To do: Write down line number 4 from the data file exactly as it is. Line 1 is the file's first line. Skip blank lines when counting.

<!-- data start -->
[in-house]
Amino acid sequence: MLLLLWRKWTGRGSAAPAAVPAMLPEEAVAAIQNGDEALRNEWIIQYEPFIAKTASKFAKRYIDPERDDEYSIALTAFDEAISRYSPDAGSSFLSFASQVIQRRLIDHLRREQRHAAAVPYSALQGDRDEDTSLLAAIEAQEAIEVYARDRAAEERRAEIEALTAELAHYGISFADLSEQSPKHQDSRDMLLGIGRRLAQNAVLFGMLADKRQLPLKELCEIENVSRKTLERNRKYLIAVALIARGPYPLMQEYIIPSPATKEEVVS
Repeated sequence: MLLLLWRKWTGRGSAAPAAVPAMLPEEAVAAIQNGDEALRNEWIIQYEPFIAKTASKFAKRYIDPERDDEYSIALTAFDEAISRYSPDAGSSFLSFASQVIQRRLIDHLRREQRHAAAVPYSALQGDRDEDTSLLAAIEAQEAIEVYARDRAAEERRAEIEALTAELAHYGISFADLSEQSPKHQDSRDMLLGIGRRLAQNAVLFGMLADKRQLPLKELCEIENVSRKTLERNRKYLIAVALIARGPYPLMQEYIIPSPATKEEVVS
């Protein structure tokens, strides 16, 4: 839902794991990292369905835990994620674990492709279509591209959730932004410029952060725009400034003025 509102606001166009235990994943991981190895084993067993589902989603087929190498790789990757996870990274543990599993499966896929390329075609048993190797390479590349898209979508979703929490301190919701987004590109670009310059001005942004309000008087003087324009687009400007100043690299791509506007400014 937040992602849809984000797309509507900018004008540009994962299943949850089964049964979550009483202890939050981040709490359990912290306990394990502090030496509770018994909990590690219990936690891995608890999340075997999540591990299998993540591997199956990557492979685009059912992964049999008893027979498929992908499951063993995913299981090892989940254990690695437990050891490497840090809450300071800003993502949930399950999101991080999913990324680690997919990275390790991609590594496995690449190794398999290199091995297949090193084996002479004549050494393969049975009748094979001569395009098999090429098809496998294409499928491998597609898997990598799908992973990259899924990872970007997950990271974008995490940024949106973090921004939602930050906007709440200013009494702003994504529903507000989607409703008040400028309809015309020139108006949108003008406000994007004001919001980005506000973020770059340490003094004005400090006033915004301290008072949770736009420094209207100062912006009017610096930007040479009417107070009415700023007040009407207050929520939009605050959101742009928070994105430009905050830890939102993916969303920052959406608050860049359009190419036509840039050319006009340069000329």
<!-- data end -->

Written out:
């Protein structure tokens, strides 16, 4: 839902794991990292369905835990994620674990492709279509591209959730932004410029952060725009400034003025 509102606001166009235990994943991981190895084993067993589902989603087929190498790789990757996870990274543990599993499966896929390329075609048993190797390479590349898209979508979703929490301190919701987004590109670009310059001005942004309000008087003087324009687009400007100043690299791509506007400014 937040992602849809984000797309509507900018004008540009994962299943949850089964049964979550009483202890939050981040709490359990912290306990394990502090030496509770018994909990590690219990936690891995608890999340075997999540591990299998993540591997199956990557492979685009059912992964049999008893027979498929992908499951063993995913299981090892989940254990690695437990050891490497840090809450300071800003993502949930399950999101991080999913990324680690997919990275390790991609590594496995690449190794398999290199091995297949090193084996002479004549050494393969049975009748094979001569395009098999090429098809496998294409499928491998597609898997990598799908992973990259899924990872970007997950990271974008995490940024949106973090921004939602930050906007709440200013009494702003994504529903507000989607409703008040400028309809015309020139108006949108003008406000994007004001919001980005506000973020770059340490003094004005400090006033915004301290008072949770736009420094209207100062912006009017610096930007040479009417107070009415700023007040009407207050929520939009605050959101742009928070994105430009905050830890939102993916969303920052959406608050860049359009190419036509840039050319006009340069000329």